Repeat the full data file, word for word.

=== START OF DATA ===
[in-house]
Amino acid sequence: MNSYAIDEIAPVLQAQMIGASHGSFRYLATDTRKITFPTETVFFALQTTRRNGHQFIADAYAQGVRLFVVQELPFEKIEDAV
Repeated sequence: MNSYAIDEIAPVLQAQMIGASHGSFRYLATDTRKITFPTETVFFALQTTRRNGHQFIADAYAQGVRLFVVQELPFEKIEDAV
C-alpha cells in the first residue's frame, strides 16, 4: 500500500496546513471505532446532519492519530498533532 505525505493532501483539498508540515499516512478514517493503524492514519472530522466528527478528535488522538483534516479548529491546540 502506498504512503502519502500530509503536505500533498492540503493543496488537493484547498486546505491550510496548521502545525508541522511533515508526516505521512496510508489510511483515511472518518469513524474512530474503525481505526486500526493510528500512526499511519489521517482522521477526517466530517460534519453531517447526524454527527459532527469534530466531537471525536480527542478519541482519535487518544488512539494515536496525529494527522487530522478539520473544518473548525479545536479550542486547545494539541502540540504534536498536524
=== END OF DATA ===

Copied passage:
[in-house]
Amino acid sequence: MNSYAIDEIAPVLQAQMIGASHGSFRYLATDTRKITFPTETVFFALQTTRRNGHQFIADAYAQGVRLFVVQELPFEKIEDAV
Repeated sequence: MNSYAIDEIAPVLQAQMIGASHGSFRYLATDTRKITFPTETVFFALQTTRRNGHQFIADAYAQGVRLFVVQELPFEKIEDAV
C-alpha cells in the first residue's frame, strides 16, 4: 500500500496546513471505532446532519492519530498533532 505525505493532501483539498508540515499516512478514517493503524492514519472530522466528527478528535488522538483534516479548529491546540 502506498504512503502519502500530509503536505500533498492540503493543496488537493484547498486546505491550510496548521502545525508541522511533515508526516505521512496510508489510511483515511472518518469513524474512530474503525481505526486500526493510528500512526499511519489521517482522521477526517466530517460534519453531517447526524454527527459532527469534530466531537471525536480527542478519541482519535487518544488512539494515536496525529494527522487530522478539520473544518473548525479545536479550542486547545494539541502540540504534536498536524